PHILADELPHIA (CNS) — Looking out at the attentive faces gathered around tables in a room at the Pennsylvania Convention Center in Philadelphia, Sister Simone Campbell used words of encouragement and challenge to open a Nuns on the Bus workshop July 26.
“What this workshop is about is generating hope, generating a vision. … we are part of a movement to mend the gap. Are you game?” she asked those gathered for the first of three workshops the group was holding in Philadelphia.
Before they moved on to facilitate conversations at each table, Sister Simone organized her colleagues, literally one step at a time into a living bar graph, a vivid illustration of the economic disparities that Network, the Catholic social justice lobbying group, is committed to addressing.
The 13-state Nuns on the Bus tour, organized by Network, arrived in Philadelphia a day after the Democratic National Convention convened at the city’s Wells Fargo Center. The tour of women religious planned to hold three days of workshops, July 26-28, and then have a rally July 29.
Sister Simone, a Sister of Social Service, who is Network’s executive director, graciously but firmly kept the first workshop moving at a brisk, well-organized pace, with the aid of a melodious gong.
After each sister briefly introduced herself and her reasons for joining the tour, which began July 11 in Madison, Wisconsin, they dispersed around the conference room to engage participants in brainstorming dialogue meant to focus not solely on itemizing problems, but on imagining potential fixes.
Led by Sister Richelle Friedman, a member of the Sisters of the Presentation of the Blessed Virgin Mary, participants at the health care table tackled a number of topics, including the challenges of paying for insurance and drugs, the need for increased support for caregivers and the advantages of universal coverage.
Topics at other tables included how to provide greater access to the democratic process, make the tax system fairer, and create a more family-friendly workplace. One participant was charged with summarizing group findings for the other tables.
Courtney Rydel, an English professor at Maryland’s Washington College, said that she’s been a fan of Sister Simone ever since she saw her on the Stephen Colbert show a number of years ago.
“Like all good Catholic school girls, I know you listen to the nuns,” she said. “I thought they did a great job providing important facts that we should all be aware of about the realities in this country, and connecting that to our large mission and duties as Catholic Christian in the world.”
As she finished, Sister Simone shared four principles she termed “virtues for the 21st century.” These include cultivating joy; “holy curiosity,” or a commitment to engaging those who think differently; “sacred gossip” or storytelling; and “doing your part,” the ability to take on a particular role without trying to do it all and getting overwhelmed.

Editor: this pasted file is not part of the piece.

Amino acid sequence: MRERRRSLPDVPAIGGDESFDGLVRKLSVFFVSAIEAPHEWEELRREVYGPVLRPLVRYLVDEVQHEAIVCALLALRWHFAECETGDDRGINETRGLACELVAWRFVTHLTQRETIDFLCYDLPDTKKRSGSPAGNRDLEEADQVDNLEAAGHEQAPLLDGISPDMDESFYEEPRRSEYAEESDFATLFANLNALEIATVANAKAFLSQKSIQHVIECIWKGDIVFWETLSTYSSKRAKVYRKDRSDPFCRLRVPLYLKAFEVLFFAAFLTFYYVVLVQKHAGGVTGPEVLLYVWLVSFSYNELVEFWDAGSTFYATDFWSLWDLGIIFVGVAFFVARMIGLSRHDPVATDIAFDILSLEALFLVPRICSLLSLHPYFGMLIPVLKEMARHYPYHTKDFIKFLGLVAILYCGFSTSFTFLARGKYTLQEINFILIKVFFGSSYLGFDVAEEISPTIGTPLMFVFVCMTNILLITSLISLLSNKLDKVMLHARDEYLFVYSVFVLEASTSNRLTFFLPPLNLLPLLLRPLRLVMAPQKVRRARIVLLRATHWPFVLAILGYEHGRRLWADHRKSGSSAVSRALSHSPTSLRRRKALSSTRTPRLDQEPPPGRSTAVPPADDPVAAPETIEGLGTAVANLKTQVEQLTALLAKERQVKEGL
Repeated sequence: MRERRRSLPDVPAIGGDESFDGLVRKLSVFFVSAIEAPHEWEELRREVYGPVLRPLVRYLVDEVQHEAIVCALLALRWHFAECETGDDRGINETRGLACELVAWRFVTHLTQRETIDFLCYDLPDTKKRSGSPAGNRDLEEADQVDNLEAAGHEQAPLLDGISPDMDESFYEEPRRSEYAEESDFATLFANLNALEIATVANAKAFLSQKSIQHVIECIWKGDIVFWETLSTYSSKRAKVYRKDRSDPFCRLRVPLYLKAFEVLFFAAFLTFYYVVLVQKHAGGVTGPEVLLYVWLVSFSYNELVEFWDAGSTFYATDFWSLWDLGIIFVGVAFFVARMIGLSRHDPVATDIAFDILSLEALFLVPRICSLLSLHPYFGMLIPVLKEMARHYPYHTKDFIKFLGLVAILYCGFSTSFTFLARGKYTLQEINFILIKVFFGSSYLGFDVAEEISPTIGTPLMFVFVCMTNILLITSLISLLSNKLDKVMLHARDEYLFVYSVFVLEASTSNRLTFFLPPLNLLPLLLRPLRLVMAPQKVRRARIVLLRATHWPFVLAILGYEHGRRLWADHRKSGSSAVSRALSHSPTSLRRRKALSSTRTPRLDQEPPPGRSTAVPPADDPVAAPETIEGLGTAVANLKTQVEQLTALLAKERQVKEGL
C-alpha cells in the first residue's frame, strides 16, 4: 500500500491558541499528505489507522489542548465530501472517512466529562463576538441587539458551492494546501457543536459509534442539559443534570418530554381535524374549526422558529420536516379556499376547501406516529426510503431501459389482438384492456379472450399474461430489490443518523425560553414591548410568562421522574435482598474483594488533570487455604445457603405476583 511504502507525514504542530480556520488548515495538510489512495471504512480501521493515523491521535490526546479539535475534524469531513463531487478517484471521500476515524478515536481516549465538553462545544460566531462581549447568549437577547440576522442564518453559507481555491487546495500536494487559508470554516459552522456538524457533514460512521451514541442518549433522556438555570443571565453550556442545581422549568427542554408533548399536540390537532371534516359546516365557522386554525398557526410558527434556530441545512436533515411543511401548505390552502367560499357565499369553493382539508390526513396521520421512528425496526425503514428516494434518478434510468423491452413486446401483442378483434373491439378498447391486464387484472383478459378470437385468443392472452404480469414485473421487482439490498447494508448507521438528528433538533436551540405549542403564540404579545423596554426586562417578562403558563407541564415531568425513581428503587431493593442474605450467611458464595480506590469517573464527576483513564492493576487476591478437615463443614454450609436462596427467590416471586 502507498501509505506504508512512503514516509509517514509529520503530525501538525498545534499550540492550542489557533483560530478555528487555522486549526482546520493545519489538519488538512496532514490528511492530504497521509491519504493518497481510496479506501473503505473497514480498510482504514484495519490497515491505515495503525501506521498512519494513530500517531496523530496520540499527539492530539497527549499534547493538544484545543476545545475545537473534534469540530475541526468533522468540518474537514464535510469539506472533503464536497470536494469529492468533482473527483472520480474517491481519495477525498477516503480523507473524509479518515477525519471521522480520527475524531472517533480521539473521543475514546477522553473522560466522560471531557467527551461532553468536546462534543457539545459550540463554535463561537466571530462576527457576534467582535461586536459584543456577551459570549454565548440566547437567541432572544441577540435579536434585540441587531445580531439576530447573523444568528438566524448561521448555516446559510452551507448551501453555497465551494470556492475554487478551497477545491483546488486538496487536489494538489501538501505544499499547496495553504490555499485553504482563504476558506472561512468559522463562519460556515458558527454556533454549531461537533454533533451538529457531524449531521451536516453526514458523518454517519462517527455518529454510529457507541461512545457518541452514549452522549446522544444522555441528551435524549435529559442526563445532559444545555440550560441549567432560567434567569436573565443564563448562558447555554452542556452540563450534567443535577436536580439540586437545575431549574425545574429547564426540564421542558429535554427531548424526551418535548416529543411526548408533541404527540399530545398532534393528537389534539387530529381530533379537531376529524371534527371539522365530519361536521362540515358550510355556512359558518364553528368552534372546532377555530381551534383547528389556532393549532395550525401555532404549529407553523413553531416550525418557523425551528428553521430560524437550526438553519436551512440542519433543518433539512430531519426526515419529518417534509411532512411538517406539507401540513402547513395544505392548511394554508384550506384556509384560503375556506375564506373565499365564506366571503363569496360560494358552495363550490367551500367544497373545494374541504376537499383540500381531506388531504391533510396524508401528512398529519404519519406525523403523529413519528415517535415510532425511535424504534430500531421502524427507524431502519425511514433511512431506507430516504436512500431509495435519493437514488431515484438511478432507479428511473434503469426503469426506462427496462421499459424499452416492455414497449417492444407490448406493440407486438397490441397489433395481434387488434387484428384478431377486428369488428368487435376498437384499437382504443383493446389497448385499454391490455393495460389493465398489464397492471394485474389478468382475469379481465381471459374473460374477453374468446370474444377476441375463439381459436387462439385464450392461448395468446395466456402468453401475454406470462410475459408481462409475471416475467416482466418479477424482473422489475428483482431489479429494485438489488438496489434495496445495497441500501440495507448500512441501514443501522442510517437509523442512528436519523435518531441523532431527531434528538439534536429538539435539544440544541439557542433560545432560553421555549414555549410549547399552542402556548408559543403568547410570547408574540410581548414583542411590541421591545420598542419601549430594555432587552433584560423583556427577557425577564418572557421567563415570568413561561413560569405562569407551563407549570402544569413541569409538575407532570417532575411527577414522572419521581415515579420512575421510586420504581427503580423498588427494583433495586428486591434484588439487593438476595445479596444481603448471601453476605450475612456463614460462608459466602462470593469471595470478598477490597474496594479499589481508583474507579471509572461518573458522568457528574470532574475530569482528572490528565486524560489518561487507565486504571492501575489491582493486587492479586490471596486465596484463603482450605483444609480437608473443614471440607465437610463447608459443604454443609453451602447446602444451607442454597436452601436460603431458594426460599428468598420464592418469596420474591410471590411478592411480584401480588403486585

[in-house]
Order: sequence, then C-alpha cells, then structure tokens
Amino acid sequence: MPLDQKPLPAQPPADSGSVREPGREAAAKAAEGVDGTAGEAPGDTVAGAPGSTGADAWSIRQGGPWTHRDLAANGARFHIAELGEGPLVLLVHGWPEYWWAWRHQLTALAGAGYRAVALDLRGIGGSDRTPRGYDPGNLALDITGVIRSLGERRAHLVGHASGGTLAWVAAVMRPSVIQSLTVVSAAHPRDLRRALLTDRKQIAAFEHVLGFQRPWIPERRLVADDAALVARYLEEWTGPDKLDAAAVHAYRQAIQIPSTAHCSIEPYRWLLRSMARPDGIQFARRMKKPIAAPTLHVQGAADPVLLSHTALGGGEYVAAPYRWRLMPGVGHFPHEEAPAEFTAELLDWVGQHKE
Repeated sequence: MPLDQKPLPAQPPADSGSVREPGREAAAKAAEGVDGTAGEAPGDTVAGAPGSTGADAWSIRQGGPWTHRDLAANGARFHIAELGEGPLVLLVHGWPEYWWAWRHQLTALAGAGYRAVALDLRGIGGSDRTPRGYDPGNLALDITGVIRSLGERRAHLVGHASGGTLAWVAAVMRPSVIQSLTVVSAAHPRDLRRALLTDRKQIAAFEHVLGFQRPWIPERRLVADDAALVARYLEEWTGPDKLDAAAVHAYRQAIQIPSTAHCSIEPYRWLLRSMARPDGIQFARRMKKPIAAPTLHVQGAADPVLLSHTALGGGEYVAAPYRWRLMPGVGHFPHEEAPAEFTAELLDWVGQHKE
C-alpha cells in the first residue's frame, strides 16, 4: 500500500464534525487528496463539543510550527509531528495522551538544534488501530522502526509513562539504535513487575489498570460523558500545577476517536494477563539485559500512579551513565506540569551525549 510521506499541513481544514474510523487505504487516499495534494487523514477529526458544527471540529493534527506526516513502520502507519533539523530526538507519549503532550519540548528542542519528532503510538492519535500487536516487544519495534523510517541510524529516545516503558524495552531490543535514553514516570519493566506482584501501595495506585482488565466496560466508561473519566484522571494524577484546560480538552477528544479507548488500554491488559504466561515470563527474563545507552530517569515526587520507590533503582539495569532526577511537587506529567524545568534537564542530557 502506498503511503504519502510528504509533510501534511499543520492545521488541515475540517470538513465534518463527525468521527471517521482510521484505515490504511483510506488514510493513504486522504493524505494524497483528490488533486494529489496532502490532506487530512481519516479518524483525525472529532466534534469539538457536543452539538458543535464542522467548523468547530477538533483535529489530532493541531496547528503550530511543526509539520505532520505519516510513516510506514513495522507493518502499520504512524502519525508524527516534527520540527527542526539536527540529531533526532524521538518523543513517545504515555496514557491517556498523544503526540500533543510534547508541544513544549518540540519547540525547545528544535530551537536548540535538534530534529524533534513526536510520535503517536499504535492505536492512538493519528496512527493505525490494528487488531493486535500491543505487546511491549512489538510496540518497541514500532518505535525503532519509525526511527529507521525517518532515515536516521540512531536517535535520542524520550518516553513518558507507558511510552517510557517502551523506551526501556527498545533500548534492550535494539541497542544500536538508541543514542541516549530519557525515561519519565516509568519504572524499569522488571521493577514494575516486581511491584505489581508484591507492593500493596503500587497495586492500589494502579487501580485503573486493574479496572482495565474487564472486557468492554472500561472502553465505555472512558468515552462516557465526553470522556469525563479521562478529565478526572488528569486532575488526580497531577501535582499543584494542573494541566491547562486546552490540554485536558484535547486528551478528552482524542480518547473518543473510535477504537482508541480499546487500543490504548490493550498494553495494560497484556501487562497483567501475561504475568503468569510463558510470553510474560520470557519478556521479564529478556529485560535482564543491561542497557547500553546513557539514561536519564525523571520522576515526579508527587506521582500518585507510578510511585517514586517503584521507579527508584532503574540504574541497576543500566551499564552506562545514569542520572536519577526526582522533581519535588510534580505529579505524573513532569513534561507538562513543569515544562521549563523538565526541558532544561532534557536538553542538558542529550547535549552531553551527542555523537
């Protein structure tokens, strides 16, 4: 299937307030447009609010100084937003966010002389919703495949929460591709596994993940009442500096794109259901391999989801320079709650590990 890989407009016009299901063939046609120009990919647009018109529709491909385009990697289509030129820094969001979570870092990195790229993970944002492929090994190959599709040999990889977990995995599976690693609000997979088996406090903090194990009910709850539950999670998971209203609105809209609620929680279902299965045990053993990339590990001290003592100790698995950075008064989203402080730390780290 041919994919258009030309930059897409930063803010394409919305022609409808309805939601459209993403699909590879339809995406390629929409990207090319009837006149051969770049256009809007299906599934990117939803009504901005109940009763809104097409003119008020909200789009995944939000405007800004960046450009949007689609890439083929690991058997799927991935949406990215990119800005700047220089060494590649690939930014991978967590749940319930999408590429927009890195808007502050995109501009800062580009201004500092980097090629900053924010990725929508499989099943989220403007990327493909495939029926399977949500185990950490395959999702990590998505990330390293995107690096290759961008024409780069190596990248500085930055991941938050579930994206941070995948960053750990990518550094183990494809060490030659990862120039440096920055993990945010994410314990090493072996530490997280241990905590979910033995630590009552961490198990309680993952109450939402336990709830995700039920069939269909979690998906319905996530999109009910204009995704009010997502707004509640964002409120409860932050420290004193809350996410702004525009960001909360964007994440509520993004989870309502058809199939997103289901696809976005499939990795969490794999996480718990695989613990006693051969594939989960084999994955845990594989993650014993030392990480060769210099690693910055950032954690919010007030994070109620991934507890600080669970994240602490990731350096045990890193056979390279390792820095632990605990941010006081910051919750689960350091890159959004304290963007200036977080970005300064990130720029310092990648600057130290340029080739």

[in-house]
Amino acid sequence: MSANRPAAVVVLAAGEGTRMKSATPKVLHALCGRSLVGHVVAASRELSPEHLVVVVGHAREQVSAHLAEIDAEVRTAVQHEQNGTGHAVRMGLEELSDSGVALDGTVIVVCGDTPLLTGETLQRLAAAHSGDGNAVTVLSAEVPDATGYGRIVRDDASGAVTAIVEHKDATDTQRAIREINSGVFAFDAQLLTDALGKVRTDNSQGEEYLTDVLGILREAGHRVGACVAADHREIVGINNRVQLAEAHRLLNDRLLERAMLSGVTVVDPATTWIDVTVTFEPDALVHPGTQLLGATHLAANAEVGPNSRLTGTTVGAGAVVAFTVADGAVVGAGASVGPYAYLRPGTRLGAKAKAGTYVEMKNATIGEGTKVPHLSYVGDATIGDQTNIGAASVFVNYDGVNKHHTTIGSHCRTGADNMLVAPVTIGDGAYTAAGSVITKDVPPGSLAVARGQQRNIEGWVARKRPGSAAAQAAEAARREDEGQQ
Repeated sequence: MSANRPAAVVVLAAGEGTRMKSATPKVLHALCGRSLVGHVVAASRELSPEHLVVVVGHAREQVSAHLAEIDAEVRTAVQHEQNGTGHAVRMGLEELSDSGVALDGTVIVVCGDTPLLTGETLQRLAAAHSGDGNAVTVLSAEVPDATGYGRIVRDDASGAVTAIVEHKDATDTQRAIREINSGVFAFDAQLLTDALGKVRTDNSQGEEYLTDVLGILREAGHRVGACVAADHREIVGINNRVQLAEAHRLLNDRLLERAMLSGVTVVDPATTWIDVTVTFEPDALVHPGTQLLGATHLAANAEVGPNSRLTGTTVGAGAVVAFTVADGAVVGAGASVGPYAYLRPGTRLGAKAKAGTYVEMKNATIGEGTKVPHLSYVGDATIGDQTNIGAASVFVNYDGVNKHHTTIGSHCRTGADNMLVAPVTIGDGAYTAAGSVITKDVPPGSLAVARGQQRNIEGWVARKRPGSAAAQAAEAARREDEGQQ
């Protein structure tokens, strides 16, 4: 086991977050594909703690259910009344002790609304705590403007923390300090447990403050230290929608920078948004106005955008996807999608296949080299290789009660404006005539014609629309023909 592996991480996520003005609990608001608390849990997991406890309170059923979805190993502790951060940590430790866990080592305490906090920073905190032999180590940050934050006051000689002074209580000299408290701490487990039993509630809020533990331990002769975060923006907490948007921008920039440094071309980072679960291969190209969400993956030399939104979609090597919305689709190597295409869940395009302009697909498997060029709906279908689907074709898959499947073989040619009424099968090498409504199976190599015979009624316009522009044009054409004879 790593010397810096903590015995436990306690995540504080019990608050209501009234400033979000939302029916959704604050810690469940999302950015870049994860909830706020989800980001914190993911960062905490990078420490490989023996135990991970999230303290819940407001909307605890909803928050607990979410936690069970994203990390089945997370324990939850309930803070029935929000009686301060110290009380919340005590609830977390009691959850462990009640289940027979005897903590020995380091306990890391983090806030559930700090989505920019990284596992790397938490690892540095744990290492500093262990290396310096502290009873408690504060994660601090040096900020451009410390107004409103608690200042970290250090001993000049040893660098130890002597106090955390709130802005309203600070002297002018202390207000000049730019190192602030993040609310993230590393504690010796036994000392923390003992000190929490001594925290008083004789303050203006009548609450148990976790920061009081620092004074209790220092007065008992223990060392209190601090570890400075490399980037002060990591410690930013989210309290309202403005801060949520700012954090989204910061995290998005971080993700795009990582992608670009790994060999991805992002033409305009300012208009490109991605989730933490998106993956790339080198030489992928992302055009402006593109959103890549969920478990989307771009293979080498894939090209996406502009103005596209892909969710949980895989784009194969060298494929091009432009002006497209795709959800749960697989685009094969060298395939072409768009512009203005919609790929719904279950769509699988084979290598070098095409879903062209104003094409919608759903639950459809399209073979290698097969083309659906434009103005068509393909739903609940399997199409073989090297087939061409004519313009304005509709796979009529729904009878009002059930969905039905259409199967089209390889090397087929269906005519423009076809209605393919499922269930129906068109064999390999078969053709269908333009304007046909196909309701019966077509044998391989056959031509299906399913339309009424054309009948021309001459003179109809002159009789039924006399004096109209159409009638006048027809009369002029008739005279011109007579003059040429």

Betty Anne Kenney, a suburban Philadelphia resident, had heard Sister Simone speak at Daylesford Abbey in Paoli, Pennsylvania. The four virtues enumerated by Sister Simone were essential, Kenney said, adding that “together we all have a part to do. If we can just discern what that is, and do things together, we can accomplish great things.”
For sisters who participated in the bus trip, certain memories lingered.
For Sister Richelle, they include a transitional housing community that provides parenting skills in Providence, Rhode Island, and the work of a Mercy sister named Joan.
“Some of the women said that they didn’t know where they would be without Sister Joan,” Sister Richelle told Catholic News Service. “I was struck by the dedication of the staff, the women and children’s deep gratitude for what they had received and the respect they had for each other.”
Angie, a woman from Jefferson City, Missouri, who had to balance paying for her blood pressure medication, paying the rest and almost-impossible working conditions, “broke my heart” said Sister Simone, as did some of the women of color she met who were reclaiming their dignity after being homeless while grappling with “blatant” racism, she added.
On the other hand, she notes, there were the encouraging stories — organizations, like one in Newark, New Jersey, that allowed former addicts to reclaim their lives.
The 13-state, 23-city tour has included visits to shelters, transitional housing, addiction recovery centers, as well as numerous meetings with local civic and faith leaders, Catholic and otherwise.
The group, which includes almost 20 sisters (though not all made the entire trip), also spent several days in Cleveland, the site of the Republican National Convention.
Besides the workshops, their visit in Philadelphia was to include the hospitality-focused “lemonade ministry” they were taking out to the city streets, offering a refreshing drink and talking with people along the way.
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